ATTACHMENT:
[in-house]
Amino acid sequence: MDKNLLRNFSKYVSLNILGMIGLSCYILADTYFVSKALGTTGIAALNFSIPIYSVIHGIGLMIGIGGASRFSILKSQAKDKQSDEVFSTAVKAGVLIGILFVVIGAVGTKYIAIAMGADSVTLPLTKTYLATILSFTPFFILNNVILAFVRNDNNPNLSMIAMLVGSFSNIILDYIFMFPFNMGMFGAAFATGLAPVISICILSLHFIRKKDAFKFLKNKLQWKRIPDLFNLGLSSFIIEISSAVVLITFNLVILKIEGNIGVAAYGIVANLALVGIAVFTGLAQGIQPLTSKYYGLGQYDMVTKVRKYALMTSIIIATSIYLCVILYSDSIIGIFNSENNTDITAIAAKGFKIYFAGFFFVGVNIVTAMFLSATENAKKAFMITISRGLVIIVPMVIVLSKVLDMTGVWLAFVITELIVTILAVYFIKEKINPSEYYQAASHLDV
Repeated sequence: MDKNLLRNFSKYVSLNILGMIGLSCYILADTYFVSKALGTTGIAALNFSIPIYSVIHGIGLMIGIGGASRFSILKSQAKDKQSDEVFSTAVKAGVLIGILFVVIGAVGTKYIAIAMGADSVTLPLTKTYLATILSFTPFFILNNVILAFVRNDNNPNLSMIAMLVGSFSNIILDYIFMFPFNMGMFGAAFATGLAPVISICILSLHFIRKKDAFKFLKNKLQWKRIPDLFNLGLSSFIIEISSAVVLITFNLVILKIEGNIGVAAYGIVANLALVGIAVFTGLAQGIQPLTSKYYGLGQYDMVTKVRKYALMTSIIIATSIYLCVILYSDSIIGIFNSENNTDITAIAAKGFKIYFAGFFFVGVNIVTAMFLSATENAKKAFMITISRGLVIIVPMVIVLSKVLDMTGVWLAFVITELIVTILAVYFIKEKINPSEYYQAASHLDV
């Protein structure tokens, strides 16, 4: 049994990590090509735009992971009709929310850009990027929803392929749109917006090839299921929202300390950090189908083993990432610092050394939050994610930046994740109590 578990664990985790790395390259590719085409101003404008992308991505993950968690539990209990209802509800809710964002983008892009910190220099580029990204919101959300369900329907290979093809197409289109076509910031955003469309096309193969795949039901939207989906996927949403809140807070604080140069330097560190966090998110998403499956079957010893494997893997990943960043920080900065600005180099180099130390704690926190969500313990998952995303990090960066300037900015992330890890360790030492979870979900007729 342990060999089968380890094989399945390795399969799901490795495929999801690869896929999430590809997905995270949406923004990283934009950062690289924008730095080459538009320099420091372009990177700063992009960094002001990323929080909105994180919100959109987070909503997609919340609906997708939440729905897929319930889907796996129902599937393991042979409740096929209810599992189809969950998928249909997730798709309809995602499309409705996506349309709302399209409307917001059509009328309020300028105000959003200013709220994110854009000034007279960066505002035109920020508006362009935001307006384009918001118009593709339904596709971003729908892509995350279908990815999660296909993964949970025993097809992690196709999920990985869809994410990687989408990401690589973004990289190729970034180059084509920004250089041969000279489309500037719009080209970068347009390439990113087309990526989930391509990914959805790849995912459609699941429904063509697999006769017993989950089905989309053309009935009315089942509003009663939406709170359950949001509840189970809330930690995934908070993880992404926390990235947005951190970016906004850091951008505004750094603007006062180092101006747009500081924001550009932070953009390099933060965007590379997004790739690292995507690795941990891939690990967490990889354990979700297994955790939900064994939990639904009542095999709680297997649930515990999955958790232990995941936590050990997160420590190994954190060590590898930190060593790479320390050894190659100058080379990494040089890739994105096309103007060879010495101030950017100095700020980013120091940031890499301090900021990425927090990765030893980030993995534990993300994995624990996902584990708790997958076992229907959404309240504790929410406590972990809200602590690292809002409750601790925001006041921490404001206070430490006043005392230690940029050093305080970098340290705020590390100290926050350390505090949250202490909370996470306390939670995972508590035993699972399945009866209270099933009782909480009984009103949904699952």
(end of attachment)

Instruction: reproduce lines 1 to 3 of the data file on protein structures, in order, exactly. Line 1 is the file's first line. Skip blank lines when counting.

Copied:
[in-house]
Amino acid sequence: MDKNLLRNFSKYVSLNILGMIGLSCYILADTYFVSKALGTTGIAALNFSIPIYSVIHGIGLMIGIGGASRFSILKSQAKDKQSDEVFSTAVKAGVLIGILFVVIGAVGTKYIAIAMGADSVTLPLTKTYLATILSFTPFFILNNVILAFVRNDNNPNLSMIAMLVGSFSNIILDYIFMFPFNMGMFGAAFATGLAPVISICILSLHFIRKKDAFKFLKNKLQWKRIPDLFNLGLSSFIIEISSAVVLITFNLVILKIEGNIGVAAYGIVANLALVGIAVFTGLAQGIQPLTSKYYGLGQYDMVTKVRKYALMTSIIIATSIYLCVILYSDSIIGIFNSENNTDITAIAAKGFKIYFAGFFFVGVNIVTAMFLSATENAKKAFMITISRGLVIIVPMVIVLSKVLDMTGVWLAFVITELIVTILAVYFIKEKINPSEYYQAASHLDV
Repeated sequence: MDKNLLRNFSKYVSLNILGMIGLSCYILADTYFVSKALGTTGIAALNFSIPIYSVIHGIGLMIGIGGASRFSILKSQAKDKQSDEVFSTAVKAGVLIGILFVVIGAVGTKYIAIAMGADSVTLPLTKTYLATILSFTPFFILNNVILAFVRNDNNPNLSMIAMLVGSFSNIILDYIFMFPFNMGMFGAAFATGLAPVISICILSLHFIRKKDAFKFLKNKLQWKRIPDLFNLGLSSFIIEISSAVVLITFNLVILKIEGNIGVAAYGIVANLALVGIAVFTGLAQGIQPLTSKYYGLGQYDMVTKVRKYALMTSIIIATSIYLCVILYSDSIIGIFNSENNTDITAIAAKGFKIYFAGFFFVGVNIVTAMFLSATENAKKAFMITISRGLVIIVPMVIVLSKVLDMTGVWLAFVITELIVTILAVYFIKEKINPSEYYQAASHLDV